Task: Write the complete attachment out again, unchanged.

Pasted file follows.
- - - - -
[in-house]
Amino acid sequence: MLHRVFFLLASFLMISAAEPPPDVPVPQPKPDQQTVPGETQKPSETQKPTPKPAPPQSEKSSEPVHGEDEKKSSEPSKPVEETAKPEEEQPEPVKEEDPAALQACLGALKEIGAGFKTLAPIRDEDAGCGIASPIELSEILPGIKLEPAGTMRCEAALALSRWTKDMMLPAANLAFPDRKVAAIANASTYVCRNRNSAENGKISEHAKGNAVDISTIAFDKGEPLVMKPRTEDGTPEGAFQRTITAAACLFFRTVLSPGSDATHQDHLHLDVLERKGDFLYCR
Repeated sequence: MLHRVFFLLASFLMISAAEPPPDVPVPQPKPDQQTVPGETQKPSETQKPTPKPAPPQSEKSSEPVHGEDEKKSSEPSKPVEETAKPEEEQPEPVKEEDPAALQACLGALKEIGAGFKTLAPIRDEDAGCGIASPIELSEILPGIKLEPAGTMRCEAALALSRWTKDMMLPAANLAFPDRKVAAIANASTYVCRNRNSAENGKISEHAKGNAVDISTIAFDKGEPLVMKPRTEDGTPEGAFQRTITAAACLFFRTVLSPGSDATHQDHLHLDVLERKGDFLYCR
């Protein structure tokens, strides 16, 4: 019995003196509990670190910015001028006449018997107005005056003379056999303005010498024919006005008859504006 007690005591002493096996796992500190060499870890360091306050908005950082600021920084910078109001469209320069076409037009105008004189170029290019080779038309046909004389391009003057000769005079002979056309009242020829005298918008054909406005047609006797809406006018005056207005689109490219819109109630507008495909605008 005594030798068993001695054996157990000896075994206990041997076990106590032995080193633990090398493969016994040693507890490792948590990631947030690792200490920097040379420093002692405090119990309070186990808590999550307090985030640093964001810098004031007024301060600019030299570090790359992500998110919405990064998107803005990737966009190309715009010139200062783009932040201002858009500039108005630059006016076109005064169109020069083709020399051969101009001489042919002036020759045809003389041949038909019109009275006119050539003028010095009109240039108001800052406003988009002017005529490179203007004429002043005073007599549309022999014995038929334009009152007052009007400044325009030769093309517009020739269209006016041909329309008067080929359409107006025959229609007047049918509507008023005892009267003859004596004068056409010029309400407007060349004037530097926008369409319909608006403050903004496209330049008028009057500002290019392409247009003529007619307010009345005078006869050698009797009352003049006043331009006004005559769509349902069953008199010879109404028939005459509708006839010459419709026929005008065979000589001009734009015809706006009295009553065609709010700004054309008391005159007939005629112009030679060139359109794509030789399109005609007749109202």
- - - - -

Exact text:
[in-house]
Amino acid sequence: MLHRVFFLLASFLMISAAEPPPDVPVPQPKPDQQTVPGETQKPSETQKPTPKPAPPQSEKSSEPVHGEDEKKSSEPSKPVEETAKPEEEQPEPVKEEDPAALQACLGALKEIGAGFKTLAPIRDEDAGCGIASPIELSEILPGIKLEPAGTMRCEAALALSRWTKDMMLPAANLAFPDRKVAAIANASTYVCRNRNSAENGKISEHAKGNAVDISTIAFDKGEPLVMKPRTEDGTPEGAFQRTITAAACLFFRTVLSPGSDATHQDHLHLDVLERKGDFLYCR
Repeated sequence: MLHRVFFLLASFLMISAAEPPPDVPVPQPKPDQQTVPGETQKPSETQKPTPKPAPPQSEKSSEPVHGEDEKKSSEPSKPVEETAKPEEEQPEPVKEEDPAALQACLGALKEIGAGFKTLAPIRDEDAGCGIASPIELSEILPGIKLEPAGTMRCEAALALSRWTKDMMLPAANLAFPDRKVAAIANASTYVCRNRNSAENGKISEHAKGNAVDISTIAFDKGEPLVMKPRTEDGTPEGAFQRTITAAACLFFRTVLSPGSDATHQDHLHLDVLERKGDFLYCR
């Protein structure tokens, strides 16, 4: 019995003196509990670190910015001028006449018997107005005056003379056999303005010498024919006005008859504006 007690005591002493096996796992500190060499870890360091306050908005950082600021920084910078109001469209320069076409037009105008004189170029290019080779038309046909004389391009003057000769005079002979056309009242020829005298918008054909406005047609006797809406006018005056207005689109490219819109109630507008495909605008 005594030798068993001695054996157990000896075994206990041997076990106590032995080193633990090398493969016994040693507890490792948590990631947030690792200490920097040379420093002692405090119990309070186990808590999550307090985030640093964001810098004031007024301060600019030299570090790359992500998110919405990064998107803005990737966009190309715009010139200062783009932040201002858009500039108005630059006016076109005064169109020069083709020399051969101009001489042919002036020759045809003389041949038909019109009275006119050539003028010095009109240039108001800052406003988009002017005529490179203007004429002043005073007599549309022999014995038929334009009152007052009007400044325009030769093309517009020739269209006016041909329309008067080929359409107006025959229609007047049918509507008023005892009267003859004596004068056409010029309400407007060349004037530097926008369409319909608006403050903004496209330049008028009057500002290019392409247009003529007619307010009345005078006869050698009797009352003049006043331009006004005559769509349902069953008199010879109404028939005459509708006839010459419709026929005008065979000589001009734009015809706006009295009553065609709010700004054309008391005159007939005629112009030679060139359109794509030789399109005609007749109202």